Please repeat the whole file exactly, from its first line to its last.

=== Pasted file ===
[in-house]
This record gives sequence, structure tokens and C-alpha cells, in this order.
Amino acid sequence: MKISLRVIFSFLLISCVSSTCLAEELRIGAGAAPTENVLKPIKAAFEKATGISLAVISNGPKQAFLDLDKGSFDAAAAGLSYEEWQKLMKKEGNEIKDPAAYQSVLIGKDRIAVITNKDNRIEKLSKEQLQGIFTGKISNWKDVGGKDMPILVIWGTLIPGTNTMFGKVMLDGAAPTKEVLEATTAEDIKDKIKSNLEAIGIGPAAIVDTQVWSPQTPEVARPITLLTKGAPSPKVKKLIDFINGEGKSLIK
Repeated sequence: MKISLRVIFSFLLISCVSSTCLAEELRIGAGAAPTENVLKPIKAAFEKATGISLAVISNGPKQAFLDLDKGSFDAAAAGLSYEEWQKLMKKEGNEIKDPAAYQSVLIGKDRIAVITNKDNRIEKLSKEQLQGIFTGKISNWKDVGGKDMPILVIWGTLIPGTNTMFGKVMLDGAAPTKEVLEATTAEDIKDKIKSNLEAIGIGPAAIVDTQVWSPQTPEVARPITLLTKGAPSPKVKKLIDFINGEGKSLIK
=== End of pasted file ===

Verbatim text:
[in-house]
This record gives sequence, structure tokens and C-alpha cells, in this order.
Amino acid sequence: MKISLRVIFSFLLISCVSSTCLAEELRIGAGAAPTENVLKPIKAAFEKATGISLAVISNGPKQAFLDLDKGSFDAAAAGLSYEEWQKLMKKEGNEIKDPAAYQSVLIGKDRIAVITNKDNRIEKLSKEQLQGIFTGKISNWKDVGGKDMPILVIWGTLIPGTNTMFGKVMLDGAAPTKEVLEATTAEDIKDKIKSNLEAIGIGPAAIVDTQVWSPQTPEVARPITLLTKGAPSPKVKKLIDFINGEGKSLIK
Repeated sequence: MKISLRVIFSFLLISCVSSTCLAEELRIGAGAAPTENVLKPIKAAFEKATGISLAVISNGPKQAFLDLDKGSFDAAAAGLSYEEWQKLMKKEGNEIKDPAAYQSVLIGKDRIAVITNKDNRIEKLSKEQLQGIFTGKISNWKDVGGKDMPILVIWGTLIPGTNTMFGKVMLDGAAPTKEVLEATTAEDIKDKIKSNLEAIGIGPAAIVDTQVWSPQTPEVARPITLLTKGAPSPKVKKLIDFINGEGKSLIK